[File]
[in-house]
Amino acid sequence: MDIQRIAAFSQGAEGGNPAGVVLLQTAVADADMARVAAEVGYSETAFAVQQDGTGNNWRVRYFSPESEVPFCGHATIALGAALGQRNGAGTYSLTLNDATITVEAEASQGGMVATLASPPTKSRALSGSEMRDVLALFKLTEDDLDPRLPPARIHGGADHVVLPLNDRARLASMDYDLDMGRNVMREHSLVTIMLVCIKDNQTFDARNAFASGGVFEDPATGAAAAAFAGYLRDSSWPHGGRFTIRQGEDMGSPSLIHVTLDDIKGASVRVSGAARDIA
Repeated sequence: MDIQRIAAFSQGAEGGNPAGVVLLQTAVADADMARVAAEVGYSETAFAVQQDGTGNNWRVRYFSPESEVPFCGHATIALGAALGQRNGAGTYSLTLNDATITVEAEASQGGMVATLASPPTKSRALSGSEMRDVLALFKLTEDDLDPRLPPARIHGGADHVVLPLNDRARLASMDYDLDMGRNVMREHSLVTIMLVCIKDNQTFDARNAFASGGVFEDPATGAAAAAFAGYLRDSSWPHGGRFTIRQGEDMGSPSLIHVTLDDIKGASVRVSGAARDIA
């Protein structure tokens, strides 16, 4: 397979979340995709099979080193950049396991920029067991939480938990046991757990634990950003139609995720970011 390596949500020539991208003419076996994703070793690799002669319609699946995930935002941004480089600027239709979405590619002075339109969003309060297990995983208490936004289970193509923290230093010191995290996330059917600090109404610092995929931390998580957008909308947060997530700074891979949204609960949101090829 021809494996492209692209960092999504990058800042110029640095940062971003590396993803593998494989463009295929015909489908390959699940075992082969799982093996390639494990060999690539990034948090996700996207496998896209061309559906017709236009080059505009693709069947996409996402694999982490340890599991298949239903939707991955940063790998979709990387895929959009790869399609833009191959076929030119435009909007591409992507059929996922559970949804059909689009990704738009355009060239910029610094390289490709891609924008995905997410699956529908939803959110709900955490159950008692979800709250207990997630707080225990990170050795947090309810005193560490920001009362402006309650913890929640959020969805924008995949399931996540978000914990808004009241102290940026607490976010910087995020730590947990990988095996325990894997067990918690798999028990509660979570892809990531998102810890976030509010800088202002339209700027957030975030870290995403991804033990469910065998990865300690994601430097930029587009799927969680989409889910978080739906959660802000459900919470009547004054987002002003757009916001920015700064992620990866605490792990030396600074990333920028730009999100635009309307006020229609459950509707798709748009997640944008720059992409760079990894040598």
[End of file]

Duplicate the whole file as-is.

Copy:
[in-house]
Amino acid sequence: MDIQRIAAFSQGAEGGNPAGVVLLQTAVADADMARVAAEVGYSETAFAVQQDGTGNNWRVRYFSPESEVPFCGHATIALGAALGQRNGAGTYSLTLNDATITVEAEASQGGMVATLASPPTKSRALSGSEMRDVLALFKLTEDDLDPRLPPARIHGGADHVVLPLNDRARLASMDYDLDMGRNVMREHSLVTIMLVCIKDNQTFDARNAFASGGVFEDPATGAAAAAFAGYLRDSSWPHGGRFTIRQGEDMGSPSLIHVTLDDIKGASVRVSGAARDIA
Repeated sequence: MDIQRIAAFSQGAEGGNPAGVVLLQTAVADADMARVAAEVGYSETAFAVQQDGTGNNWRVRYFSPESEVPFCGHATIALGAALGQRNGAGTYSLTLNDATITVEAEASQGGMVATLASPPTKSRALSGSEMRDVLALFKLTEDDLDPRLPPARIHGGADHVVLPLNDRARLASMDYDLDMGRNVMREHSLVTIMLVCIKDNQTFDARNAFASGGVFEDPATGAAAAAFAGYLRDSSWPHGGRFTIRQGEDMGSPSLIHVTLDDIKGASVRVSGAARDIA
């Protein structure tokens, strides 16, 4: 397979979340995709099979080193950049396991920029067991939480938990046991757990634990950003139609995720970011 390596949500020539991208003419076996994703070793690799002669319609699946995930935002941004480089600027239709979405590619002075339109969003309060297990995983208490936004289970193509923290230093010191995290996330059917600090109404610092995929931390998580957008909308947060997530700074891979949204609960949101090829 021809494996492209692209960092999504990058800042110029640095940062971003590396993803593998494989463009295929015909489908390959699940075992082969799982093996390639494990060999690539990034948090996700996207496998896209061309559906017709236009080059505009693709069947996409996402694999982490340890599991298949239903939707991955940063790998979709990387895929959009790869399609833009191959076929030119435009909007591409992507059929996922559970949804059909689009990704738009355009060239910029610094390289490709891609924008995905997410699956529908939803959110709900955490159950008692979800709250207990997630707080225990990170050795947090309810005193560490920001009362402006309650913890929640959020969805924008995949399931996540978000914990808004009241102290940026607490976010910087995020730590947990990988095996325990894997067990918690798999028990509660979570892809990531998102810890976030509010800088202002339209700027957030975030870290995403991804033990469910065998990865300690994601430097930029587009799927969680989409889910978080739906959660802000459900919470009547004054987002002003757009916001920015700064992620990866605490792990030396600074990333920028730009999100635009309307006020229609459950509707798709748009997640944008720059992409760079990894040598």